Design thinking has been slowly gathering momentum among educators for the past few years as a way for students to engage with real-world problems and design solutions using interdisciplinary ideas. But, like many trends that catch on quickly, many educators still aren’t totally sure what design thinking is.

In an article in The Atlantic, Jessica Lahey describes attending a design thinking session at a teaching conference where teachers presented on an exciting urban design project students completed. But several teachers in the audience were still confused about design thinking. Lahey reports that it’s because design thinking is a complicated interplay of mindsets and philosophies, not a clear-cut lesson plan or an easy-to-follow recipe. Lahey writes:

Mindsets, grit, and design thinking are all victims of their own massive popularity, and in the rush to incorporate these concepts into existing lesson plans, have sometimes been reduced to checklist items on teachers’ overcrowded to-do lists. When treated as a classroom culture, however, rather than an action, design thinking (as well as mindset and grit) may revolutionize the way teachers and students think about failure, creative problem-solving, and teamwork.

Ultimately, design thinking is not a curriculum, advocates like Stevenson say, but a process for problem-solving, a strategy to elicit creativity rooted in empathy and comfort with failure. Teachers can use design thinking to create a classroom layout that conforms to the needs of their students, they say, or to plan lessons that will work best for the students in a given school or classroom. Entire school districts are embracing design thinking to create spaces and curricula around the intellectual and emotional needs of their students. Teachers are also helping students use design thinking to apply what they’ve learned to real-world problems, such as the urban-design project described by those middle-school teachers in Virginia.

Lahey describes the loose steps a design thinking process includes and what that might look like in a school setting.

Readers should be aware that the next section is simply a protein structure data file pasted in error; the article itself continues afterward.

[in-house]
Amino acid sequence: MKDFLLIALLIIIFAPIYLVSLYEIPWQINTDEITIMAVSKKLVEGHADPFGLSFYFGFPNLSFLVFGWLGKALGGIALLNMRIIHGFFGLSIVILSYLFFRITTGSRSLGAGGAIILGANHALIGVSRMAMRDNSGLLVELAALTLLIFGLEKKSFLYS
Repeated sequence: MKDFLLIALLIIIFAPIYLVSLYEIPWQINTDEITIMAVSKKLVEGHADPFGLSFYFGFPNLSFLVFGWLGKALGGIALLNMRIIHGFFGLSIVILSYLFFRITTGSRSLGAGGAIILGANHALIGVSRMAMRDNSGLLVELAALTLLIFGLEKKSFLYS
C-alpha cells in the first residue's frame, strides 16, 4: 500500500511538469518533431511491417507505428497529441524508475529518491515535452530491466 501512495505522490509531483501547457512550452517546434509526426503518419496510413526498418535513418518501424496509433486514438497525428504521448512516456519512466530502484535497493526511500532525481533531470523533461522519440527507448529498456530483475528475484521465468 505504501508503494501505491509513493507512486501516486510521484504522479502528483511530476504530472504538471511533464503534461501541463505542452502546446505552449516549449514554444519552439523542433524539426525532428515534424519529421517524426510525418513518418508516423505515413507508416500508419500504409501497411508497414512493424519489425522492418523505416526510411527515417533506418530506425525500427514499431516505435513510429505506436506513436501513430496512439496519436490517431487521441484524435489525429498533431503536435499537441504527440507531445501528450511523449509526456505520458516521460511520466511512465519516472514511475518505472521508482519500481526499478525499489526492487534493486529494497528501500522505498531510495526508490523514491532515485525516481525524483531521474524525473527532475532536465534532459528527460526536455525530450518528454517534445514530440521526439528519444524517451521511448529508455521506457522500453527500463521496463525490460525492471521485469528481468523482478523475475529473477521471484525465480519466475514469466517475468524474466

How Design Thinking Became a Buzzword at School

At a recent teaching conference in Richmond, Virginia, a session on “design thinking” in education drew a capacity crowd. Two middle-school teachers demonstrated how they had used the concept to plan and execute an urban-design project in which students were asked to develop a hypothetical city or town given factors such as population, geography, the environment, and financial resources.

  • George Napier

    While checklists are a great tool in the classroom, they can stifle creativity. I can see how this would hamper the design theory approaches. You might consider them to be more like grounded research, using a pragmatic (whatever works) for a situation. Great article!

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  • This 2-minute video about two firms collaborating to develop hotel rooms that can accommodate persons with any disabilities AND look beautiful is the best short introduction to design thinking I’ve seen anywhere: I think showing students that video would be better than giving them a checklist. I’m hanging on to the URL to use in teaching entrepreneurship and classes for business startups.

    What passes for design thinking in education dumbs down design thinking—9 months of research becomes “empathy—and does everyone involved a disservice.

  • This past year we developed a purposed designed learning environment open to all classes to exercise the design thinking process. We are finding that our students are not confined by a checklist, but are strengthening their ability to apply the enduring understandings of the design thinking process with creativity and by taking risks. We call it the Maker Space Exploratory Lab. With each effort and project they deepen their mastery of the fundamentals of this approach and grow their transference of big ideas.

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